The voice faculty view and rank these videos. At this point, we share with the director of admissions in the school of music the list of singers we wish to hear in live audition. She contacts those candidates and schedules their audition date and time.

In the live audition we require applicants to sing two contrasting pieces of classical repertoire or one piece of classical repertoire and one legit musical theatre selection. We also ask candidates to sight-sing a melody, play a simple melodic line on the piano, and sight-read rhythmic patterns. Remember that the audition committee wants you to do your very best, so don’t be disturbed by their continuous writing or any questions they may ask during your audition.

The voice faculty rank each audition on a scale of 5 to 1, with 5 being the highest score. Those singers receiving a 4.5 or above for a vocal performance degree and 4.0 or above for music education and music therapy degrees are eligible for admission and possible scholarship support provided the GPA requirements are met. Music education and music therapy candidates must also complete a written interview profile and live interview with music education/therapy faculty. A rank list of applicants is then sent to the school of music’s director of admissions.

Our school of music has matriculation targets that determine how many students can be admitted to any degree program. If the target enrollment is 21 and your audition was ranked 22, your name will be placed on a wait list. It is important to note here that you may have sung a very fine audition and any member of the voice faculty would be happy to have you in their studio. But voice faculty must operate under the restrictions imposed by the school’s matriculation target.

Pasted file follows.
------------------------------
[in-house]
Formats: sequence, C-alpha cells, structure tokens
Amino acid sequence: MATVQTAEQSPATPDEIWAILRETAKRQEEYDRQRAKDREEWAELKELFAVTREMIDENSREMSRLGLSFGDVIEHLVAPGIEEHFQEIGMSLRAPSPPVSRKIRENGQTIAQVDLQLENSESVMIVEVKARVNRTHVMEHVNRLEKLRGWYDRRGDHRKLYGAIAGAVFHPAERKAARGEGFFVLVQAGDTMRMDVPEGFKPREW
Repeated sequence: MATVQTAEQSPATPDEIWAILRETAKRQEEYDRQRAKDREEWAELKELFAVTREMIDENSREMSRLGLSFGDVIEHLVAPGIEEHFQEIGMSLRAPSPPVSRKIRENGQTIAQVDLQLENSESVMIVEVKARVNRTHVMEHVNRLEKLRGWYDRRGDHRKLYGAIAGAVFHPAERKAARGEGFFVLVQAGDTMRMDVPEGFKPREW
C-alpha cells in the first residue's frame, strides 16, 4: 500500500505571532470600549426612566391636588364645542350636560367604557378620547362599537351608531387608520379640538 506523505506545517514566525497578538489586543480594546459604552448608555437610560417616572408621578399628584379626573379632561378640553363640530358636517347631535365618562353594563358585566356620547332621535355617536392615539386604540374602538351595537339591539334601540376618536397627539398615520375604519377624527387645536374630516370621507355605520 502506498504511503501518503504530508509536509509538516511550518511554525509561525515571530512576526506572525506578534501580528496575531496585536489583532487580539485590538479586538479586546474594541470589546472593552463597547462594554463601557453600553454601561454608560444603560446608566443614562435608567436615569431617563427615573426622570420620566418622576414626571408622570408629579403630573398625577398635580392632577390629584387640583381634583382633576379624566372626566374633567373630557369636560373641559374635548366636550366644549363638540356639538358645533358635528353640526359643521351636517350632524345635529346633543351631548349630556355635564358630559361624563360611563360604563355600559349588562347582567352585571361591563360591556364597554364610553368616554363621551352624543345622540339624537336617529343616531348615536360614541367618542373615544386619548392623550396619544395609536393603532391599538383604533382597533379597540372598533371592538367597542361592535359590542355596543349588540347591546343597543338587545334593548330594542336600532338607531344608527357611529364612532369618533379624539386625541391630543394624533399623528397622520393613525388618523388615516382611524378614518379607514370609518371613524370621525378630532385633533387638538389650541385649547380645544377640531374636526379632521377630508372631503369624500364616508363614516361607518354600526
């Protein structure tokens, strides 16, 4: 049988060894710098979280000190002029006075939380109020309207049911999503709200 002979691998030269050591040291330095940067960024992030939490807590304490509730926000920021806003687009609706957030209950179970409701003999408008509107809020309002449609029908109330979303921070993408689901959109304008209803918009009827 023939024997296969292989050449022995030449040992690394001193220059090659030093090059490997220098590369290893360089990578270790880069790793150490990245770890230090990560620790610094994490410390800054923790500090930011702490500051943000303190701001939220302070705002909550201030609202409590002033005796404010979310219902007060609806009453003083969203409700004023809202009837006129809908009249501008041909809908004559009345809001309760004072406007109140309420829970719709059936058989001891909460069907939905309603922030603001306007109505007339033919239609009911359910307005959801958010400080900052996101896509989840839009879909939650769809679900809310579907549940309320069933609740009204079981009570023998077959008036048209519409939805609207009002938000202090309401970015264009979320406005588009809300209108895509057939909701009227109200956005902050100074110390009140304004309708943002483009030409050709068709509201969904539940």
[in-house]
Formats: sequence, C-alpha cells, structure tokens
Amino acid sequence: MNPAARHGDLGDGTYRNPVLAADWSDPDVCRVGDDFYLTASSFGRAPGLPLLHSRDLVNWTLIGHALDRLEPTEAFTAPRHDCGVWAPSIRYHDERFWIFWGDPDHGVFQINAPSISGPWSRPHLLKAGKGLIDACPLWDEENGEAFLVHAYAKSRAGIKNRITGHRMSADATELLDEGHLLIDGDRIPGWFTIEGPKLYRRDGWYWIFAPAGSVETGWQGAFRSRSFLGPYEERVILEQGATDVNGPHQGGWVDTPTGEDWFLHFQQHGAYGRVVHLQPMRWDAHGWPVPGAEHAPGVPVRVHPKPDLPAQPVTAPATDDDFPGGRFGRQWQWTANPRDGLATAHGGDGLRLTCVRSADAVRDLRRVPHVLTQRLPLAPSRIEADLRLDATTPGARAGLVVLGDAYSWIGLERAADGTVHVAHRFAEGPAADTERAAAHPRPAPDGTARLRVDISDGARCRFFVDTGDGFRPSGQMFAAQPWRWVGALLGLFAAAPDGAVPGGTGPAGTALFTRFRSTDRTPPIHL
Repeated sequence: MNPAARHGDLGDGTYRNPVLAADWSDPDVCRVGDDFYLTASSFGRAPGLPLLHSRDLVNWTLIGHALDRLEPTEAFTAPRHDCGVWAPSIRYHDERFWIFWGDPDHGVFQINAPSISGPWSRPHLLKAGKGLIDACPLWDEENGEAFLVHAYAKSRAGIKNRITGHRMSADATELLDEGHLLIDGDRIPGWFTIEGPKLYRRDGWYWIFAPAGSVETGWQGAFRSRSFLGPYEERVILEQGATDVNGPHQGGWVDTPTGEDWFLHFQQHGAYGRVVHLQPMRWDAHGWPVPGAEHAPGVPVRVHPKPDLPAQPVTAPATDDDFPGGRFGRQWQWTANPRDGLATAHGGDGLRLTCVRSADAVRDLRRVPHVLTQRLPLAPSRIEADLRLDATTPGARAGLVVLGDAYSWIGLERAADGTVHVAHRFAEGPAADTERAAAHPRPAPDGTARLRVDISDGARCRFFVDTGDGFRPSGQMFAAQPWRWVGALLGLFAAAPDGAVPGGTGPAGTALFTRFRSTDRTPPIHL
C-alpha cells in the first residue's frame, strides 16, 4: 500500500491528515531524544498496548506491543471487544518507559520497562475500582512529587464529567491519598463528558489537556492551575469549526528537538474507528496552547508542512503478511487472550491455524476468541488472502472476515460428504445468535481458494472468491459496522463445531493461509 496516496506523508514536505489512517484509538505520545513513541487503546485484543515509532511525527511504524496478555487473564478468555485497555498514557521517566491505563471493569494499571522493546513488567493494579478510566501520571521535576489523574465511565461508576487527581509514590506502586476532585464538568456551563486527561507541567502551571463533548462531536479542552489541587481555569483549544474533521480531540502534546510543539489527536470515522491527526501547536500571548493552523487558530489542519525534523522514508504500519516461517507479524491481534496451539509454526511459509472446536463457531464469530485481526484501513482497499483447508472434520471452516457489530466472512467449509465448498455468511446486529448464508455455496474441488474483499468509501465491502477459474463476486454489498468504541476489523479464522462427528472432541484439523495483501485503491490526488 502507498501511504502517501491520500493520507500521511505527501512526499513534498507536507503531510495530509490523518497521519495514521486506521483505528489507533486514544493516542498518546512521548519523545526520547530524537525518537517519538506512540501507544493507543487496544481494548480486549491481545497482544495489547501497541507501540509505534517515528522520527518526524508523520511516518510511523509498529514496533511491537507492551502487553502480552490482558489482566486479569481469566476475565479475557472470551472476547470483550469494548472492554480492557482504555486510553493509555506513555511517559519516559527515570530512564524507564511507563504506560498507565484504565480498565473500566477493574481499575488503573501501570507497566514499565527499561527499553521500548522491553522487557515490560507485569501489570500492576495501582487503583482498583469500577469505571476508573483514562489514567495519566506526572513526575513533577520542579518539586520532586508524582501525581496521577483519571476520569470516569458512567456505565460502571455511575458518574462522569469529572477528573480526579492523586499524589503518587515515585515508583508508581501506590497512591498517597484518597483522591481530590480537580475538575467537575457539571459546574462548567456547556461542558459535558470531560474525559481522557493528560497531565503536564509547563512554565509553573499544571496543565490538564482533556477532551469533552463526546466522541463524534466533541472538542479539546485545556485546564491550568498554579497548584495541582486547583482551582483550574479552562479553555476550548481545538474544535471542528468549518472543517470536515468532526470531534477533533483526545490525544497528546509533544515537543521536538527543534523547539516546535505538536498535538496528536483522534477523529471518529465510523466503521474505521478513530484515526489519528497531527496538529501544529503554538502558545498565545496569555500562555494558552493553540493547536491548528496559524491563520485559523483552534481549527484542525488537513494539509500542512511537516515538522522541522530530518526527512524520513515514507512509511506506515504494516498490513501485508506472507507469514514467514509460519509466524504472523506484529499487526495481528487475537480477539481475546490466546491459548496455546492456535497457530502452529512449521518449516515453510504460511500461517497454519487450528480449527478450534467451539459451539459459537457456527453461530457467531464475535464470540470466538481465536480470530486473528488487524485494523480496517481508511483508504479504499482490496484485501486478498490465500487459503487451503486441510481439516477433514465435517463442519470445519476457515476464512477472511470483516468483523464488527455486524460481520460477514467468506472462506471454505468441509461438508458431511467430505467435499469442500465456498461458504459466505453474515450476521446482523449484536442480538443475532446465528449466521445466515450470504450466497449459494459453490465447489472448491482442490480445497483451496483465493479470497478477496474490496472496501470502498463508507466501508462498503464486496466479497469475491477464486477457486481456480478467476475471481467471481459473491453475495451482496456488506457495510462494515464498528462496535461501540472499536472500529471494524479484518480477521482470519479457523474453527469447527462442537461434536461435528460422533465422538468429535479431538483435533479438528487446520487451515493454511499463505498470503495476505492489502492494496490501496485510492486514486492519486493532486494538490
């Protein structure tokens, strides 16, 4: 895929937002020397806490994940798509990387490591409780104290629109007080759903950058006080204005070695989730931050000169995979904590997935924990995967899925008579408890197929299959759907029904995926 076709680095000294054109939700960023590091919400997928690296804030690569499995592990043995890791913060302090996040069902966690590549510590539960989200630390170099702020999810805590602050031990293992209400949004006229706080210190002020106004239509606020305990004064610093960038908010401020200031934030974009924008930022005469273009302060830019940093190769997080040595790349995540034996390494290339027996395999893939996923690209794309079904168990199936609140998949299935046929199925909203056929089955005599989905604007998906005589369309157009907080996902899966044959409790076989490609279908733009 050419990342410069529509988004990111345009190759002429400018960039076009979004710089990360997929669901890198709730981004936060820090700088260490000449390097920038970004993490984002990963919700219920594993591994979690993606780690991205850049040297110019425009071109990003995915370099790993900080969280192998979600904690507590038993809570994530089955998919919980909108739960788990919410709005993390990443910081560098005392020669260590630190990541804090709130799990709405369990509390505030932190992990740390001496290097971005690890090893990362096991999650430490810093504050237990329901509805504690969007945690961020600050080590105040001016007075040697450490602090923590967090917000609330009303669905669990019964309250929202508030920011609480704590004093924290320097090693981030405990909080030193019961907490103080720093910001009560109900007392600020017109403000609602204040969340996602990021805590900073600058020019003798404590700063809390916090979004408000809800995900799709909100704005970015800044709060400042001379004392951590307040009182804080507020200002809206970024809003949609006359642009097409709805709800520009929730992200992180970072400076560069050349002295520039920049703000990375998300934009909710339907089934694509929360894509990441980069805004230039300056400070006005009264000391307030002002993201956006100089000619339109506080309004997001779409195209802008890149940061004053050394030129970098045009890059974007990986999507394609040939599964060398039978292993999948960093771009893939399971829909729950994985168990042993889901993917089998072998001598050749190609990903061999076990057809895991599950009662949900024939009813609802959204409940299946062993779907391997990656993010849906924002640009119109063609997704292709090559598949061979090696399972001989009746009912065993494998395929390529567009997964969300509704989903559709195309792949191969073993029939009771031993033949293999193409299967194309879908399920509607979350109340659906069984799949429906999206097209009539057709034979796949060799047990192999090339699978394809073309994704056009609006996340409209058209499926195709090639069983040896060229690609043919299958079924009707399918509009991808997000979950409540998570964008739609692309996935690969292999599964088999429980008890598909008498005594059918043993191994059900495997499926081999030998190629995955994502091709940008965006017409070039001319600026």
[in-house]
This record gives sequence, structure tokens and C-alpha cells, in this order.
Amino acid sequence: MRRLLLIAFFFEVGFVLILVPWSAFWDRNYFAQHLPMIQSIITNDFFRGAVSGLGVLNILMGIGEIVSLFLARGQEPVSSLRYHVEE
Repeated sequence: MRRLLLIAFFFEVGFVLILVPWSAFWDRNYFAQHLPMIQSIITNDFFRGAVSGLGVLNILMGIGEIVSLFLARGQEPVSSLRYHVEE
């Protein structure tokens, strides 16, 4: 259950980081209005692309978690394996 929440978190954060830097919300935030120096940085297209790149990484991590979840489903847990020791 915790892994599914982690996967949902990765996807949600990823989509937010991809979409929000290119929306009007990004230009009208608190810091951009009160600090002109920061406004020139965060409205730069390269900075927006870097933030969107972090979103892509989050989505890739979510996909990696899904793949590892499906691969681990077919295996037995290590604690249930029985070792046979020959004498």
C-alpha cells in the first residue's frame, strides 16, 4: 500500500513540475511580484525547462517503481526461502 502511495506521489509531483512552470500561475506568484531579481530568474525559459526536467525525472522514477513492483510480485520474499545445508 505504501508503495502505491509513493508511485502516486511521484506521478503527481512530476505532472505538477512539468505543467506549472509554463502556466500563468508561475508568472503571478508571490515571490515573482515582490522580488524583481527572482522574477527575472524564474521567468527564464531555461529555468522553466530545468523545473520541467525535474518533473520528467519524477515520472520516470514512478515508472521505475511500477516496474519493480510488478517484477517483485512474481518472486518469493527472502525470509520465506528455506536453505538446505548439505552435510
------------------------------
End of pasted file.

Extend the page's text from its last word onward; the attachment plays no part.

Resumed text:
Another restriction may be the number of voice studio openings available for any given academic year. If there are only 18 voice studio openings and the matriculation target is 21, you may be placed on a wait list even though your audition was an impressive one.

If you sing a strong audition but your GPA or class rank barely meets or is below institutional requirements, you may also be placed on a wait list. If your audition was an exceptionally strong one, the admissions committee in the school of music may request approval from the university admissions office for your acceptance. The institution may or may not grant this request. If your GPA is significantly lower than the university standard, you will be denied admission. This is one of the reasons for prescreening—elimination of those candidates who do not meet the institution’s academic standards.

As the list of top-ranking students accept or decline offers of admission, those students on the wait list will receive notice of acceptance in the order in which they were ranked.

This is only one of many possible admission procedures in a school, department, or conservatory of music. Each institution has its own admission process that may involve many steps and levels of approval. Use this information to assist you with your own applications, auditions, and research, and then hopefully you can take the mystery out of the final result.

College Audition Dos and Don’ts

As you prepare for your college audition, consider this list of what you should and should
not do before, during, and after.

Do . . .
. . . Know the grade point average required for admission for each institution.
. . . Perform only requested repertoire. (Repertoire requirements will vary according to the institution.)
. . . Sing repertoire appropriate to your voice at the present time. A simple song beautifully sung shows a candidate’s ability in a more positive light than a difficult selection that is beyond the individual’s present ability. Making such an error in repertoire selection may be detrimental to your chances of acceptance by the institution. (Remember those matriculation targets and number of voice studio openings listed earlier.)